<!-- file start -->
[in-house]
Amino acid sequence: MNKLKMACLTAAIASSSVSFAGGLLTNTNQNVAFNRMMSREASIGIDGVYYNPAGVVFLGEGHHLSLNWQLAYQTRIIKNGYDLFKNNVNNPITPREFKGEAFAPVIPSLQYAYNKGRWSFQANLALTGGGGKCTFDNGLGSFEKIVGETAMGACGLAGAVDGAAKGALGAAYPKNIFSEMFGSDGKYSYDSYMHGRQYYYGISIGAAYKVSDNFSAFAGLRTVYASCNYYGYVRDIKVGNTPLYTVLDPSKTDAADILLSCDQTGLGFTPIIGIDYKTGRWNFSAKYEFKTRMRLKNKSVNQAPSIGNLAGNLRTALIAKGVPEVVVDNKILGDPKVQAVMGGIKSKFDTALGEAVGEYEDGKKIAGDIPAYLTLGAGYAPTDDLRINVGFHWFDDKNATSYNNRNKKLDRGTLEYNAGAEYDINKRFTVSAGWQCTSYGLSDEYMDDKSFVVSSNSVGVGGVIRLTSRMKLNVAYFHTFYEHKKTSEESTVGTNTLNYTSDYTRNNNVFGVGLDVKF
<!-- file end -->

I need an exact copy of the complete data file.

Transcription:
[in-house]
Amino acid sequence: MNKLKMACLTAAIASSSVSFAGGLLTNTNQNVAFNRMMSREASIGIDGVYYNPAGVVFLGEGHHLSLNWQLAYQTRIIKNGYDLFKNNVNNPITPREFKGEAFAPVIPSLQYAYNKGRWSFQANLALTGGGGKCTFDNGLGSFEKIVGETAMGACGLAGAVDGAAKGALGAAYPKNIFSEMFGSDGKYSYDSYMHGRQYYYGISIGAAYKVSDNFSAFAGLRTVYASCNYYGYVRDIKVGNTPLYTVLDPSKTDAADILLSCDQTGLGFTPIIGIDYKTGRWNFSAKYEFKTRMRLKNKSVNQAPSIGNLAGNLRTALIAKGVPEVVVDNKILGDPKVQAVMGGIKSKFDTALGEAVGEYEDGKKIAGDIPAYLTLGAGYAPTDDLRINVGFHWFDDKNATSYNNRNKKLDRGTLEYNAGAEYDINKRFTVSAGWQCTSYGLSDEYMDDKSFVVSSNSVGVGGVIRLTSRMKLNVAYFHTFYEHKKTSEESTVGTNTLNYTSDYTRNNNVFGVGLDVKF